Insight into the Anxious Learner: Research and Intervention

Presenter: Hilary Murphy, Ph.D.
Neuropsychologist, CNNH NeuroHealth

View the webinar’s corresponding slides here     

The negative impact of anxiety on all areas of cognitive functioning, particularly attention and learning, has been well established in educational and psychological research. However, more recent studies suggest that the relationship between these variables is more complex than originally theorized. This workshop will provide a review of the theories of academic anxiety, discuss facets of executive functioning, and clarify the relationship between these factors and student performance in individuals with and without learning disabilities. Special emphasis will be given to how this information can be used to better understand student behavior and support general well-being.

Hilary Murphy Ph.D. is a licensed clinical psychologist and formally trained pediatric neuropsychologist with a specialization in the neuropsychological assessment of neurodevelopmental and neuro-medical disorders. Dr. Murphy has extensive experience evaluating children, adolescents, and young adults. As part of her training, she participated in interdisciplinary treatment teams, on an inpatient and outpatient context, to treat clients presenting with a variety of neurological, neurodevelopmental, and psychological needs. Her training in school psychology provides her with expertise in collaborating and consulting with educators and other professionals to develop comprehensive, individualized educational and treatment plans. She adopts a multi-faceted approach to neuropsychological assessment, which takes an individual’s culture, social-emotional functioning, cognitive profile, and academic performance, into account to develop a holistic understanding of each patient’s unique presentation. Her areas of expertise include Attention-Deficit-Hyperactivity Disorder (ADHD), dyslexia and other specific learning disabilities, Traumatic Brain Injury (TBI), concussion, epilepsy, neuro-oncology and late effects of chemotherapy, stroke, and developmental disabilities.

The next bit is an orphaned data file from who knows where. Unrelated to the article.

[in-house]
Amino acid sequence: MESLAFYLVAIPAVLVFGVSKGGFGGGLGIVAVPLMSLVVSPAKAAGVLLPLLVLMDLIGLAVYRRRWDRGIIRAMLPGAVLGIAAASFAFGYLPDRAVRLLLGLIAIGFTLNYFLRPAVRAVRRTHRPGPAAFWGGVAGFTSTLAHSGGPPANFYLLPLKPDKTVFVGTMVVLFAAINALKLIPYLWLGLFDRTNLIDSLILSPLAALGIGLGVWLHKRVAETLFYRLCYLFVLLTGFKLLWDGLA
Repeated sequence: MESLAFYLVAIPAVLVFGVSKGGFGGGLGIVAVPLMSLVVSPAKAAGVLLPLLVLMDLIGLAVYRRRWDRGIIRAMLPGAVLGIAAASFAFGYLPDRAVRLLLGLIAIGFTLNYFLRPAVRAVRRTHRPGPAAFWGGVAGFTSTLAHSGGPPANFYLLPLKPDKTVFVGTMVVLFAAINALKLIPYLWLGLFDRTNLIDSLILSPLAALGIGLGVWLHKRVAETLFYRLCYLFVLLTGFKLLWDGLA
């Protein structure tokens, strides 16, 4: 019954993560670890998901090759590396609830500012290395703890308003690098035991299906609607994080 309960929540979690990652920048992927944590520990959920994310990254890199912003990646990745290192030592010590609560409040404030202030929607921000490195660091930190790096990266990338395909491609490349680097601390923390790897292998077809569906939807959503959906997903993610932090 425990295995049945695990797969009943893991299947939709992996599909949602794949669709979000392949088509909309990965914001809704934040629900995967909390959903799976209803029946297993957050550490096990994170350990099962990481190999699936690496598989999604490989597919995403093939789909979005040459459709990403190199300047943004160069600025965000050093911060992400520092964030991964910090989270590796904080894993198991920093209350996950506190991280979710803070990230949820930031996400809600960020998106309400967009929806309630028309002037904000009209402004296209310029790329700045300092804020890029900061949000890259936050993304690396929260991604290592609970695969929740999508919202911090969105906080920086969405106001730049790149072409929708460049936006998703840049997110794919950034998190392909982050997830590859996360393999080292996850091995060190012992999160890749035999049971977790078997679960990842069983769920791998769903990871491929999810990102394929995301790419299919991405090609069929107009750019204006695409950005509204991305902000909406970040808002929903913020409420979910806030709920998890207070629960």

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  1. JZielinski says:

    Is medication the only method to treat anxiety in children and adolescents?

    • Dr. Murphy says:

      This is a great question that I frequently encounter with our patients and their families. Medication is a tool to assist in managing emotions but it is by no mean the only way to manage anxiety. Typically, research suggests that for most individuals a combination of medication and therapy, particularly with a professional specializing in Cognitive Behavioral Therapy or CBT, is highly effective in reducing anxiety and promoting coping skills.

  2. rroy says:

    If my child has a neuropsychological assessment will I be able to understand the findings and data in the report

    • Dr. Murphy says:

      Absolutely! I can speak for our organization and my colleagues at CNNH that we pride ourselves in taking the time to review what can seem like an overwhelming amount of information and helping families to use this data to best help their children. Typically, after an assessment has been completed we have a one hour session with the family to explain all of our results and describe and diagnoses we feel are appropriate. These findings are also laid out in a report for families to review and include not just test results but recommendations to improve academic, social, and emotional functioning.

  3. DMare says:

    Regarding an 11 year old student who is easily upset and anxious – how to handle very frequent occurrences of another student bothering him.

    • Dr. Murphy says: